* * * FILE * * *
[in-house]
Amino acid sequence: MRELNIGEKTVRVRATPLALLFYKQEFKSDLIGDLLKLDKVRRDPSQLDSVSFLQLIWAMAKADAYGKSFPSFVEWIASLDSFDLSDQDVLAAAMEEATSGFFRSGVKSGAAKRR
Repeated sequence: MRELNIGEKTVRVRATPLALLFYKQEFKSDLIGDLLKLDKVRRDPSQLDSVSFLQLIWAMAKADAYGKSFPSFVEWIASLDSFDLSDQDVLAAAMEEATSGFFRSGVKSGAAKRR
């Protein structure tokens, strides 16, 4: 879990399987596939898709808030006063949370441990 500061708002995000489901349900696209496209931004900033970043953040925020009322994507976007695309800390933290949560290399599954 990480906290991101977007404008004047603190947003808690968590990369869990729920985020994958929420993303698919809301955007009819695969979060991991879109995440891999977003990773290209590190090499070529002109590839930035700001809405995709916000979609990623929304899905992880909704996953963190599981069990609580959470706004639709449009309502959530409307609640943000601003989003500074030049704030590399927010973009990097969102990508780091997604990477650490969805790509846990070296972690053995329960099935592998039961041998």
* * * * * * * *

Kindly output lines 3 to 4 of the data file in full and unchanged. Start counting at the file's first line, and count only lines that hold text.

Repeated sequence: MRELNIGEKTVRVRATPLALLFYKQEFKSDLIGDLLKLDKVRRDPSQLDSVSFLQLIWAMAKADAYGKSFPSFVEWIASLDSFDLSDQDVLAAAMEEATSGFFRSGVKSGAAKRR
């Protein structure tokens, strides 16, 4: 879990399987596939898709808030006063949370441990 500061708002995000489901349900696209496209931004900033970043953040925020009322994507976007695309800390933290949560290399599954 990480906290991101977007404008004047603190947003808690968590990369869990729920985020994958929420993303698919809301955007009819695969979060991991879109995440891999977003990773290209590190090499070529002109590839930035700001809405995709916000979609990623929304899905992880909704996953963190599981069990609580959470706004639709449009309502959530409307609640943000601003989003500074030049704030590399927010973009990097969102990508780091997604990477650490969805790509846990070296972690053995329960099935592998039961041998």